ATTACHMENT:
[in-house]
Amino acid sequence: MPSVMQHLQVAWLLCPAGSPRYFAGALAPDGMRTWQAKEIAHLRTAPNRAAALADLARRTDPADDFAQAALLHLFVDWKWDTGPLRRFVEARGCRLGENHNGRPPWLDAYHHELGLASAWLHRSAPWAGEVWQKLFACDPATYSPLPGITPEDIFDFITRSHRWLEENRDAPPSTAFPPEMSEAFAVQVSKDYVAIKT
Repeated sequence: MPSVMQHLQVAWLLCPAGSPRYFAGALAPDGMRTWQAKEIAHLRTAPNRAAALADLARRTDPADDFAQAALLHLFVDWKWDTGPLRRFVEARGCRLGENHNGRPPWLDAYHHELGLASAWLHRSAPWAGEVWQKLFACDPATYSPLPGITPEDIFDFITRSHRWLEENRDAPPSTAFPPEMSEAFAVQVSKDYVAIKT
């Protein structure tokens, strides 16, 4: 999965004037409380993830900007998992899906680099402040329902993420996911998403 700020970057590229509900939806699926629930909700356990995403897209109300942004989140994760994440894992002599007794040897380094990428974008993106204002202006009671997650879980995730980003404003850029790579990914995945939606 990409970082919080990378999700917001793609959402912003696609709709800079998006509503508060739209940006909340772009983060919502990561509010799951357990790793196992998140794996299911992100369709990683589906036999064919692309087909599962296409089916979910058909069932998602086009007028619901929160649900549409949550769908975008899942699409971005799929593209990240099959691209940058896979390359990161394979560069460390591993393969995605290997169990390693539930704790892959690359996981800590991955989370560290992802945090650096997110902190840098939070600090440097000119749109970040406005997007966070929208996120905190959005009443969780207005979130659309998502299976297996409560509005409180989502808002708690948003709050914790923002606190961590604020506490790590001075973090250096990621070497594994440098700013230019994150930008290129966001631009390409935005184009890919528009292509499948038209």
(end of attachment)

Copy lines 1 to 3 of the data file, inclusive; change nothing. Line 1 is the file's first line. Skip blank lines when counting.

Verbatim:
[in-house]
Amino acid sequence: MPSVMQHLQVAWLLCPAGSPRYFAGALAPDGMRTWQAKEIAHLRTAPNRAAALADLARRTDPADDFAQAALLHLFVDWKWDTGPLRRFVEARGCRLGENHNGRPPWLDAYHHELGLASAWLHRSAPWAGEVWQKLFACDPATYSPLPGITPEDIFDFITRSHRWLEENRDAPPSTAFPPEMSEAFAVQVSKDYVAIKT
Repeated sequence: MPSVMQHLQVAWLLCPAGSPRYFAGALAPDGMRTWQAKEIAHLRTAPNRAAALADLARRTDPADDFAQAALLHLFVDWKWDTGPLRRFVEARGCRLGENHNGRPPWLDAYHHELGLASAWLHRSAPWAGEVWQKLFACDPATYSPLPGITPEDIFDFITRSHRWLEENRDAPPSTAFPPEMSEAFAVQVSKDYVAIKT